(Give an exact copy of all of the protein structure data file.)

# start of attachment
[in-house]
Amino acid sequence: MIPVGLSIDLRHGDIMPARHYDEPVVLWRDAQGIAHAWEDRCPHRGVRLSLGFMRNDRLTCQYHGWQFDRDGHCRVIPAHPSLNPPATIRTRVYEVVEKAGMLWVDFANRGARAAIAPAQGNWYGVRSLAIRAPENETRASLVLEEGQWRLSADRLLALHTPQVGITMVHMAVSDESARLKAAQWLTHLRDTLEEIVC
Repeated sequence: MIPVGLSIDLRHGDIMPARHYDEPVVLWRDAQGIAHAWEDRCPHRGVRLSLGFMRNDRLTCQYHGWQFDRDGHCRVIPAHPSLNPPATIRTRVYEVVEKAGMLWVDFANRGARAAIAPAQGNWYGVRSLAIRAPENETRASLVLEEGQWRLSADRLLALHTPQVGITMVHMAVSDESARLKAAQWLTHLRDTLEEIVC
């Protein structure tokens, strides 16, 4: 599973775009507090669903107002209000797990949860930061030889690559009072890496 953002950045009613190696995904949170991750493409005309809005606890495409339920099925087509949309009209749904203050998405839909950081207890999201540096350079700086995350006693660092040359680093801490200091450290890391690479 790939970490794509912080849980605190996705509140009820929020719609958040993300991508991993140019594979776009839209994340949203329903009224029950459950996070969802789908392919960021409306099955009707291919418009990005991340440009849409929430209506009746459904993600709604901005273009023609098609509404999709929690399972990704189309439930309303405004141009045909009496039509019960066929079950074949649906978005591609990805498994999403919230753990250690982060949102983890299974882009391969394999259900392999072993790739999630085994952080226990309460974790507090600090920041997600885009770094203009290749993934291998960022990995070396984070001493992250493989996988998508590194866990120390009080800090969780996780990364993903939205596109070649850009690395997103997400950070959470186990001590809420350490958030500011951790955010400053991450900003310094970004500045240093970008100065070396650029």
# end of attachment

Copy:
[in-house]
Amino acid sequence: MIPVGLSIDLRHGDIMPARHYDEPVVLWRDAQGIAHAWEDRCPHRGVRLSLGFMRNDRLTCQYHGWQFDRDGHCRVIPAHPSLNPPATIRTRVYEVVEKAGMLWVDFANRGARAAIAPAQGNWYGVRSLAIRAPENETRASLVLEEGQWRLSADRLLALHTPQVGITMVHMAVSDESARLKAAQWLTHLRDTLEEIVC
Repeated sequence: MIPVGLSIDLRHGDIMPARHYDEPVVLWRDAQGIAHAWEDRCPHRGVRLSLGFMRNDRLTCQYHGWQFDRDGHCRVIPAHPSLNPPATIRTRVYEVVEKAGMLWVDFANRGARAAIAPAQGNWYGVRSLAIRAPENETRASLVLEEGQWRLSADRLLALHTPQVGITMVHMAVSDESARLKAAQWLTHLRDTLEEIVC
């Protein structure tokens, strides 16, 4: 599973775009507090669903107002209000797990949860930061030889690559009072890496 953002950045009613190696995904949170991750493409005309809005606890495409339920099925087509949309009209749904203050998405839909950081207890999201540096350079700086995350006693660092040359680093801490200091450290890391690479 790939970490794509912080849980605190996705509140009820929020719609958040993300991508991993140019594979776009839209994340949203329903009224029950459950996070969802789908392919960021409306099955009707291919418009990005991340440009849409929430209506009746459904993600709604901005273009023609098609509404999709929690399972990704189309439930309303405004141009045909009496039509019960066929079950074949649906978005591609990805498994999403919230753990250690982060949102983890299974882009391969394999259900392999072993790739999630085994952080226990309460974790507090600090920041997600885009770094203009290749993934291998960022990995070396984070001493992250493989996988998508590194866990120390009080800090969780996780990364993903939205596109070649850009690395997103997400950070959470186990001590809420350490958030500011951790955010400053991450900003310094970004500045240093970008100065070396650029």